// Registration version for Vista SP1 and Windows Server 2007
#define OB_FLT_REGISTRATION_VERSION_0100  0x0100

// This value should be used by filters for registration


#define OB_OPERATION_HANDLE_CREATE              0x00000001
#define OB_OPERATION_HANDLE_DUPLICATE           0x00000002

    __inout ACCESS_MASK         DesiredAccess;
    __in ACCESS_MASK            OriginalDesiredAccess;

    __inout ACCESS_MASK         DesiredAccess;
    __in ACCESS_MASK            OriginalDesiredAccess;
    __in PVOID                  SourceProcess;
    __in PVOID                  TargetProcess;

    __inout OB_PRE_CREATE_HANDLE_INFORMATION        CreateHandleInformation;
    __inout OB_PRE_DUPLICATE_HANDLE_INFORMATION     DuplicateHandleInformation;

    __in OB_OPERATION           Operation;
    union {
        __in ULONG Flags;
        struct {
            __in ULONG KernelHandle:1;
            __in ULONG Reserved:31;
    __in PVOID                         Object;
    __in POBJECT_TYPE                  ObjectType;
    __out PVOID                        CallContext;

    __in ACCESS_MASK            GrantedAccess;

    __in ACCESS_MASK            GrantedAccess;

    __in OB_POST_CREATE_HANDLE_INFORMATION       CreateHandleInformation;
    __in OB_POST_DUPLICATE_HANDLE_INFORMATION    DuplicateHandleInformation;

    __in OB_OPERATION  Operation;
    union {
        __in ULONG Flags;
        struct {
            __in ULONG KernelHandle:1;
            __in ULONG Reserved:31;
    __in PVOID                          Object;
    __in POBJECT_TYPE                   ObjectType;
    __in PVOID                          CallContext;
    __in NTSTATUS                       ReturnStatus;


    __in PVOID RegistrationContext,
    __inout POB_PRE_OPERATION_INFORMATION OperationInformation

typedef VOID
    __in PVOID RegistrationContext,
    __in POB_POST_OPERATION_INFORMATION OperationInformation

    __in POBJECT_TYPE                *ObjectType;
    __in OB_OPERATION                Operations;
    __in POB_PRE_OPERATION_CALLBACK  PreOperation;

    __in USHORT                     Version;
    __in USHORT                     OperationRegistrationCount;
    __in UNICODE_STRING             Altitude;
    __in PVOID                      RegistrationContext;
    __in OB_OPERATION_REGISTRATION  *OperationRegistration;

ObRegisterCallbacks (
    __in POB_CALLBACK_REGISTRATION CallbackRegistration,
    __deref_out PVOID *RegistrationHandle

ObUnRegisterCallbacks (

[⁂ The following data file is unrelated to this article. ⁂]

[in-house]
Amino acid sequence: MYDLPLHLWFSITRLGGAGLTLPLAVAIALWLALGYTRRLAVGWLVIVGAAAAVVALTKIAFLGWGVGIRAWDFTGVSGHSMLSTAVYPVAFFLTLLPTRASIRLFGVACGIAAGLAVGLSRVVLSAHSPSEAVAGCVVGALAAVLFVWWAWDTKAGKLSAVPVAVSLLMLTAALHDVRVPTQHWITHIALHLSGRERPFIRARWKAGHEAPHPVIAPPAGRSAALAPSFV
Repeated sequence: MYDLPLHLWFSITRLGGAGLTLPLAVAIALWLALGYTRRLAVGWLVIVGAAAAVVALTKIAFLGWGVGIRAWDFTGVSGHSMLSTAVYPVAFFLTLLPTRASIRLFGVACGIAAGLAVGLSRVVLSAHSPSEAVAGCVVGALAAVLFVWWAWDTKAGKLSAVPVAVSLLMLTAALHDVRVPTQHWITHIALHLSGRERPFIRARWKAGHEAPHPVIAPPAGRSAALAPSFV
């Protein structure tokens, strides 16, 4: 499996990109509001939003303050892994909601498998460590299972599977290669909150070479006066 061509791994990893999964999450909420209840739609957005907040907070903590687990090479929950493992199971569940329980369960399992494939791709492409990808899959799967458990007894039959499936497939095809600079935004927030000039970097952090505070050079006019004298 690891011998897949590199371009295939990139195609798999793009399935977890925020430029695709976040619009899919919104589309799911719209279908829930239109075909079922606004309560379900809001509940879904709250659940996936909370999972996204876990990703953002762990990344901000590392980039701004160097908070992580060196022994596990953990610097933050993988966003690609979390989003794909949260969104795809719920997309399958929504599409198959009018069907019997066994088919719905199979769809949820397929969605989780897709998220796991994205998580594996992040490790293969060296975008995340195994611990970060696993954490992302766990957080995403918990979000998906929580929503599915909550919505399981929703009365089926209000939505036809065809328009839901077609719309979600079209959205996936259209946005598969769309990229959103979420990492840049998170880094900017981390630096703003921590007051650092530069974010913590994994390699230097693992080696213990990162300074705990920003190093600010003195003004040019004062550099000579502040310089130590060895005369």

__in PVOID RegistrationHandle

ObGetFilterVersion ();

Finally Legal!

I’m not one to boast, but today marks my entry into the US “Adult” world. While I’ve been happily enjoying fine beers in Montreal for over 3 years, I can now finally do the same in the US!

I apologize as well for the lack of recent posts, I am currently finishing my semester and in exam session. I will have more exciting things to share upon my return.

Good Discussion on Protected Processes

Down at the Disparity Bit, Dan Armak has a very good discussion on why exactly he thinks protected processes are bad, and a sort of addendum to my post on the subject. Check out “Making it Clear Just Why Protected Processes are a Bad Idea.” for a more detailed explenation on the problem.

A few people have started to reverse engineer the binary I posted, and some have come up with some partial explenations and analysis. I just wanted to clear up a few things: Yes, the method uses a driver. It’s based on the Microsoft documentation which says “Please don’t use a driver to bypass this”, which led me to believe that it would be possible to do this (which wouldn’t work on 64-bit Vista, of course).

Secondly, almost everything inside the binary I provided is a low-level obfuscation to confuse any kiddies that might try to grab a hold of the expanded driver and use it for the own purposes. It was not meant for, nor is it an example of, proper techniques to obfuscate/protect a program against advanced reverse engineers.

Introducting D-Pin Purr v1.0 – 32bit Edition

As promised in my earlier blog post, I’ve finalized the utility and made it available for download here. I won’t be releasing source code for the moment because I don’t want to encourage people to start adding this kind of code into their own malware programs, nor to encourage the Symantec folks to start unprotecting every process on the system.

So until then, have fun with the tool, whether it is to explore previously protected processes, or to try out various system and application behaviour when certain processes are made protected. Here’s a screenshot of audiodg.exe after being unprotected. Try it on your own system to see the before/after difference.